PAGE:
Control of charge accumulation on member 35 has been successfully achieved by the application of various electrical potentials to screen 12 of FIG. 2. With screen 12 positioned approximately inch from member 35, a bias of -150 volts demonstrated the greatest degree of charge contrast between the illuminated and nonilluminated conditions. Approximately 6500-7000 volts were applied to electrode 17 and various potentials ranging from zero to several hundred volts were applied to screen 12 which comprised a copper mesh having about lines per inch (about 26% open area) and a selenium layer 22 having a thickness of about 80 microns. Charge contrast adequate for xerographic development of electrostatic images was demonstrated, with peak contrast in the potential range indicated. If the charge contrast resulting from a bias of zero potential is satisfactory in a particular application of the present invention then the bias power supply may be eliminated by merely grounding screen 12.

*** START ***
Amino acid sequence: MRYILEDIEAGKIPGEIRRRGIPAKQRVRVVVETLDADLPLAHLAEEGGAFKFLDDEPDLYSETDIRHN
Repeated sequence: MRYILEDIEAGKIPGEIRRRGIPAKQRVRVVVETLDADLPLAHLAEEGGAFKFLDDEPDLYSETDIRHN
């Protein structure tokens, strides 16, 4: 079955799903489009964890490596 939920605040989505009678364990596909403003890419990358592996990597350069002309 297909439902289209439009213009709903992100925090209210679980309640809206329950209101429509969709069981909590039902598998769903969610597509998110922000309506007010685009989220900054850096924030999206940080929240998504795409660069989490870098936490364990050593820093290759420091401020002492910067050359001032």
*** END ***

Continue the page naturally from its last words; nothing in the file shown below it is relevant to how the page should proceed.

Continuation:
Another embodiment of the present invention is illustrated in FIG. 3. This embodiment completely dispenses with the bias power supply and includes a corona device which is a modification of the corotron disclosed in U.S. Patent No. 2,836,725. Electrode 17 is partly surrounded by conductive shield 25 which is provided with window 26, preferably of glass coated with a conductive layer, for the projection of an optical image onto control screen 12 by means of projector 40. In this embodiment control screen 12 is shown attached to grounded conductive shield 25 and is accordingly operated at zero potential. Although charge contrast is somewhat reduced, developable electrostatic images may be formed by means of this embodiment.